“My mother told me stories of Misa de Gallo in the Philippines,” said Lynnette Ramos of Ewa Beach. “My mother Remy would get up about 3 a.m. with the rest of the family. They would walk to Saint Augustine Church for mass that started at 4 a.m. After mass they would have Filipino desserts like bibingka (rice cake) that families would bring or the church would also provide.
“It was a real sense of community and excitement. But also very serious, and the tradition that felt holy,” Ramos recalls her mom saying.
“In Hawaii, we go to midnight mass on Christmas eve, but we do not practice Misa de Gallo by going to mass for nine days. But I do the nine-day novena at home leading up to Christmas day, which is also a Filipino Catholic tradition,” said Ramos.
A novena is a prayer of the rosary in honor of the Mother of Christ that is usually done to receive special graces from God. Asking for healing (for oneself or someone dear) or praying for the soul of a departed are common novena petitions during Misa de Gallo and the Christmas season.
Pasko traditions practiced in Hawaii
While the Philippines is thousands of miles away, the Pasko traditions are very much alive and well in Hawaii’s Filipino community. Noche Buena, literarlly means “Good Night” but refers to Christmas eve, the art of parol-making (Christmas star lantern), caroling, and making Filipino desserts are some of the holiday customs being preserved and practiced.
A highlight of the Christmas season for Filipino families is the Noche Buena marathon of festivities that include having a sumptuous dinner, attending the midnight mass, then returning back home for more fun, bonding, and exchanging gifts.
It usually lasts from early evening to early morning around 2 to 3 a.m. But preparations for Noche Buena starts around noon on Christmas eve.
Instead of a turkey, the main traditional dish on Noche Buena is lechon or roasted suckling pig. In the 70s and early 80s, it was common for some Hawaii Filipino families to slow-roast a lechon in their own back yards. Usually, the lechon, which takes at least four hours to cook over an open pit fire, was prepared at the home of a family member who had the biggest and most private backyard. Today it is more common to preorder lechons and have it delivered the night of Noche Buena.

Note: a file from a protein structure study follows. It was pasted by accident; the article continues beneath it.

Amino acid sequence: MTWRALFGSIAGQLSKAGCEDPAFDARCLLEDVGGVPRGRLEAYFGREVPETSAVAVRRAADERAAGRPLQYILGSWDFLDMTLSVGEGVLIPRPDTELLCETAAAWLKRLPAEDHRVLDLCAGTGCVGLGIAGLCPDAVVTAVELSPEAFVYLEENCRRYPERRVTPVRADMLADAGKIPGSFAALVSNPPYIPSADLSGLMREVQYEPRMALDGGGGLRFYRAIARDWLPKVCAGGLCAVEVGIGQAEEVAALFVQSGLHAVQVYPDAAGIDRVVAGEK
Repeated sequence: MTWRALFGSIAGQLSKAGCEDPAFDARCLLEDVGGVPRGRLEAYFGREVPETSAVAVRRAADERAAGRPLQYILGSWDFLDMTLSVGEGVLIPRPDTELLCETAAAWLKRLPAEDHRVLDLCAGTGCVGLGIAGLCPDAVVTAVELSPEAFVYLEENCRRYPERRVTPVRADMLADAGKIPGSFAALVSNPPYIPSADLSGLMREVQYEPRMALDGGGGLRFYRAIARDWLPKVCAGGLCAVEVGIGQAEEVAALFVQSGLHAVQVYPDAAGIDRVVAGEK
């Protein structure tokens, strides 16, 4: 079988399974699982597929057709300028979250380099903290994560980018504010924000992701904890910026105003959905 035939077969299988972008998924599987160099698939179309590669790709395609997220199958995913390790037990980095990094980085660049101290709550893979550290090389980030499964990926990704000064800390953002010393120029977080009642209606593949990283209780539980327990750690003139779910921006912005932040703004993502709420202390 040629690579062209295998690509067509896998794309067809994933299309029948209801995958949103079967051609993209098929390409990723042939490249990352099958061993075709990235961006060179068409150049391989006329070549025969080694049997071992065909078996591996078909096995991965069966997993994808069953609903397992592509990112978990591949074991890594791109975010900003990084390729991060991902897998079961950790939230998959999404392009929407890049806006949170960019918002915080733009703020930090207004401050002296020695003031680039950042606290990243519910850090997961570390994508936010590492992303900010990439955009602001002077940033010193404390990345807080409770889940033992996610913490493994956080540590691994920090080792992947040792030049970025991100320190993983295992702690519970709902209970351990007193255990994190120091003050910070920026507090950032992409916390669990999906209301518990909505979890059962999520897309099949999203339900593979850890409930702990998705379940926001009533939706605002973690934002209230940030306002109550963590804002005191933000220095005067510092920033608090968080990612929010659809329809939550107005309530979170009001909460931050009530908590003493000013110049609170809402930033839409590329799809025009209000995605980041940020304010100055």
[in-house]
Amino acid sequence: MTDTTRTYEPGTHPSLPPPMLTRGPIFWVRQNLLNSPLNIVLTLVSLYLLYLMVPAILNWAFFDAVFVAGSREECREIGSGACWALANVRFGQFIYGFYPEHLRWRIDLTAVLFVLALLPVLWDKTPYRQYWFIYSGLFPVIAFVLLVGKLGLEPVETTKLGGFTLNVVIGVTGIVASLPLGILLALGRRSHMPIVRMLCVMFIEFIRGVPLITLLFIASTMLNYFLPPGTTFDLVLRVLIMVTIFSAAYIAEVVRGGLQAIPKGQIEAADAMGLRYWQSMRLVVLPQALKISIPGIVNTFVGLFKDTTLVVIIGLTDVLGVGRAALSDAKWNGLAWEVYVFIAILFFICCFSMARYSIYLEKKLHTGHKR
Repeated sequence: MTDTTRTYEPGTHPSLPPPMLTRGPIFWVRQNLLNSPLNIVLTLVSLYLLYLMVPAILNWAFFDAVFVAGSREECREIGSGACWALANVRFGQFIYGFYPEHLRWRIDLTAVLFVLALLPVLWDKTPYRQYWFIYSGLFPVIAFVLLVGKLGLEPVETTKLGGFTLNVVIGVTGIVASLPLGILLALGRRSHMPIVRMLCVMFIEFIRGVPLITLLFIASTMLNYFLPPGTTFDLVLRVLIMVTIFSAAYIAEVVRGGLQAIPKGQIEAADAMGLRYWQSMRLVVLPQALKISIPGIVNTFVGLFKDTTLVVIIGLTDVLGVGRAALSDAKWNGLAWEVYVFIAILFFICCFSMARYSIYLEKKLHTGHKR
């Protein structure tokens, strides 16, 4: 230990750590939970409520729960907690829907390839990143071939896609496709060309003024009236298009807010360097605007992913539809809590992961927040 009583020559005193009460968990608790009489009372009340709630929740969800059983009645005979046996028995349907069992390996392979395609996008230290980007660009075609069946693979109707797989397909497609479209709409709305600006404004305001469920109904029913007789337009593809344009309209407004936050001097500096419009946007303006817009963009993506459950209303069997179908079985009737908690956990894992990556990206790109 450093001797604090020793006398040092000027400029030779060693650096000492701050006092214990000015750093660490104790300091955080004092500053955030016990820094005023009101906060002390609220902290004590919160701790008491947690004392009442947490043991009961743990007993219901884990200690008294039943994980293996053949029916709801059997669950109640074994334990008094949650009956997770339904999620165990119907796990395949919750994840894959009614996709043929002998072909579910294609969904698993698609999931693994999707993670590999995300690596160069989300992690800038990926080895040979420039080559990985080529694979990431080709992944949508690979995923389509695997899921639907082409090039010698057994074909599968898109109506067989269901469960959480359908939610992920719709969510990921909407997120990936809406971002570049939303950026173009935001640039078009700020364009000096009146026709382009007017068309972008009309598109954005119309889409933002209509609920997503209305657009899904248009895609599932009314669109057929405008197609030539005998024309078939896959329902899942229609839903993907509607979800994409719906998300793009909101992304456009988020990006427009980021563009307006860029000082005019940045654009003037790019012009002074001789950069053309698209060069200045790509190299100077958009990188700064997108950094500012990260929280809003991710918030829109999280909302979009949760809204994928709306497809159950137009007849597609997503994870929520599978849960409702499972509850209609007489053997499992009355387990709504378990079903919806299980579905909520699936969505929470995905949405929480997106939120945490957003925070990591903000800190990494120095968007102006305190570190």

Along with lechon, two other celebrated Filipino dishes are must-haves on Noche Buena: pork adobo (pork slowly marinated in vinegar, soy sauce, garlic, and black peppercorns) and pancit (Filipino noodles of many variations: rice, flour, or egg). Some other Filipino festive dishes are embutido (steamed, stuffed fish) and arroz caldo (very thick rice soup with chunks of chicken or turkey). The arroz caldo is usually served later in the early morning after midnight mass.
Noche Buena is also a time when Filipino mothers love to bake an assortment of desserts: leche flan, ube halaya, kutsinta, cassava cake, suman, bibingka, and for advanced bakers ensaymada or maja blanca. In the old days, only a select few mothers in the extended family would be bold enough and capable enough to prepare certain Filipino desserts. But the pool of bakers have expanded today with all the recipes easily accessible on the internet.
Filipino desserts are not made frequently in the year except during the holidays. So in a way, they have become associated with Pasko and is a big part of any potluck spread in the Christmas season, definitely, on Noche Buena.
Roland Casamina, CEO of House of Finance, Inc. and founding president of the FilCom Center, says his family celebrates many of the Pasko traditions.
Originally from Ilocos Sur, Philippines, Casamina describes his family’s Noche Buena. “On Christmas Eve, each member of our clan go to their respective in-laws for an early dinner. Some of us go directly to my parents’ house. After early dinner at the in-laws, the entire family meets up at my parents’ house where we have a late dinner.
“In many cases, we go to relatives homes and sing Christmas carols. Then we come back and just spend more quality time, play games. At midnight, we open gifts. Then have late snacks again.”
Casamina says Christmas is always his favorite time of the year. One thing he says he misses is going to Ala Moana Shopping Center to watch Christmas shows on centerstage. “Despite the crowd and fighting for a parking space, it was not stressful to me. It’s all a part of the Christmas shopping experience.
“But many of us don’t do this anymore. With online shopping, the younger generations do not go to the malls, instead they buy on-line.”
All about family
Just as in the U.S., in the Philippines flights are booked solid as people travel far distances to return home to be with their families for Christmas. Usually, Filipinos living in the cities would return to the provinces of their origin to be with their parents or grandparents who still live there.
Kaneohe resident Rose Cruz Churma said, “a tradition that has endured for generations is the family gathering at Christmas time. Family members from far and wide strive to come home for Christmas. That is the best gift ever—to be with loved ones during the Christmas season.
“Christmas means being with family and enjoying their company. It means being grateful for being alive—and recall the days that just zoomed by. It is sharing what you have, particularly ones’ time with those who need cheering up.”
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